Arizona’s season opener against NAU at Arizona Stadium on Sept. 2 is 27 days away. To go along with the countdown to kickoff, this site will publish the Top 50 games in Wildcat football history.
SCORE: Arizona Wildcats 30, North Carolina Tar Heels 21
DATE: Dec. 27, 1986
SITE: Aloha Stadium, Honolulu, Hawaii — 26,743 in attendance
WHY IT MADE THE LIST: Arizona capitalized on big defensive plays in the Aloha Bowl to coast to its first victory in a bowl game in school history after 65 years and five tries. The Wildcats were 0-4-1 in bowls before this game. The tie — a 13-13 standoff with Georgia in the Sun Bowl — occurred a year earlier.
The game was also the last at Arizona for seven-year coach Larry Smith, who accepted the head coaching position at USC. Ironically, his replacement, Dick Tomey, coached Hawaii at the very stadium Smith ended his Wildcat stint. Smith, who passed away at age 68 in 2008, became the first and last UA coach to win his final game as a Wildcat coach since 1951 when Bob Winslow’s team capped a 6-5 season with a 32-21 win over — you guessed it — Hawaii.
Seven coaches led the Wildcats between Winslow and Smith. Winslow, by the way, was a star defensive end for USC. He was forced out at Arizona after three brief years because his team lost 61-14 at ASU earlier in the 1951 season and other off-the-field matters, including a chicken-stealing incident involving a player.
From the Press Box — Dave Silver, former KGUN-TV sports director
“Christmas Week in Honolulu!!! It was Arizona coach Larry Smith’s final game at the UA. Arizona had a solid team in all areas. Offense, defense and special teams. David Adams led the rushing attack with QB Alfred Jenkins and receivers Jon Horton, Jeff Fairholm and Derek Hill. Plus the defense was loaded with future NFL players including Byron Evans and Chuck Cecil. They pretty much had their way against North Carolina all game. There had been some talk all week about Smith being in the running for the USC job, which he denied. They played the football game in Hawaii and returned to Tucson. The news picked up in the coming days and just after New Year’s, he was named the new coach at USC. On a personal note, I was the host of the Larry Smith Show during his final two seasons in Tucson. He never gave any indication that he was interested in leaving Arizona. But USC gave him a chance to coach in a more prestigious program and under a multi-year contract.”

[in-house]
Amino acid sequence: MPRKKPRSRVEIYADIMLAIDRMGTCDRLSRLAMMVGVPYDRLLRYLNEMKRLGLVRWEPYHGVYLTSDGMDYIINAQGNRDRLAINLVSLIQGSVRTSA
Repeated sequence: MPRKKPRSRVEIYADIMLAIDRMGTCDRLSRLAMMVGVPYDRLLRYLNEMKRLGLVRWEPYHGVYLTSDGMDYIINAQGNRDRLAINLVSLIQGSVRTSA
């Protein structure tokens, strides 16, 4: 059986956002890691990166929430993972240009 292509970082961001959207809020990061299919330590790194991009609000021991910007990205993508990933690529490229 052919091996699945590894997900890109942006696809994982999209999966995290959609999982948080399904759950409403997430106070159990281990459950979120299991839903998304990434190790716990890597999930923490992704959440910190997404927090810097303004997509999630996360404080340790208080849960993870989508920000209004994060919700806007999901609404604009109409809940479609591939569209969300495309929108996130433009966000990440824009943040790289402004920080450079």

All-American free safety Chuck Cecil, the MVP of the Aloha Bowl in 1986, led a defense that forced five fumbles against North Carolina. Senior tailback David Adams finished his career with 81 yards rushing and a touchdown and three receptions for 77 yards. Offensive MVP Alfred Jenkins completed 12 of 28 passes for 187 yards and a score.
A Jim Birmingham fumble recovery led to a 31-yard Gary Coston field goal to begin the scoring. Later, Boomer Gibson partially blocked a punt, and the Cats put seven more on the board with an Adams one-yard run.
Danny Lockett’s sack of Mark Maye caused a fumble, and the Cats cashed in with another Coston field goal for a 13-0 halftime lead.
Arizona’s Jeff Valder booted a 52-yard field goal to set an Aloha Bowl record in the third quarter. Then Cecil clobbered Jonathan Hall, and Jerry Beasley recovered the fumble at the Tar Heel 30. Jenkins found Jon Horton from 13 yards out for the quick score. Another Tar Heel fumble led to Art Greathouse’s 5-yard scoring run, and the Cats were in control 30-0.
The Tar Heels rallied for three touchdowns in the second half, but the UA defense held firm in the last nine minutes.
“At the half, we had controlled the game,” Smith told reporters. “Then the guys must have started thinking about bikinis.”
Former Arizona assistant coach Duane Akina recounted a story with TucsonCitizen.com’s Anthony Gimino about Cecil in the Aloha Bowl while Akina was working with the Calgary Stampeders of the Canadian Football League. Akina scouted Adams in the Aloha Bowl and Cecil caught his eye.
“Chuck had some great hits. I remember sitting in the stands going, ‘God, I wonder who that kid is?'” Akina told Gimino after Cecil was chosen to the College Football Hall of Fame in 2009.
Cecil was directly responsible for two fumbles against the Tar Heels. A three-time Pac-10 All-Academic selection as a safety, Cecil was given the nickname “Heat-Seeking Missile” by a North Carolina assistant coach afterward because of his bone-jarring tackles.
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ALLSPORTSTUCSON.com publisher, writer and editor Javier Morales is a former Arizona Press Club award winner. He is a former Arizona Daily Star beat reporter for the Arizona basketball team, including when the Wildcats won the 1996-97 NCAA title. He has also written articles for CollegeAD.com, Bleacher Report, Lindy’s Sports, TucsonCitizen.com, The Arizona Republic, Sporting News and Baseball America, among many other publications. He has also authored the book “The Highest Form of Living”, which is available at Amazon.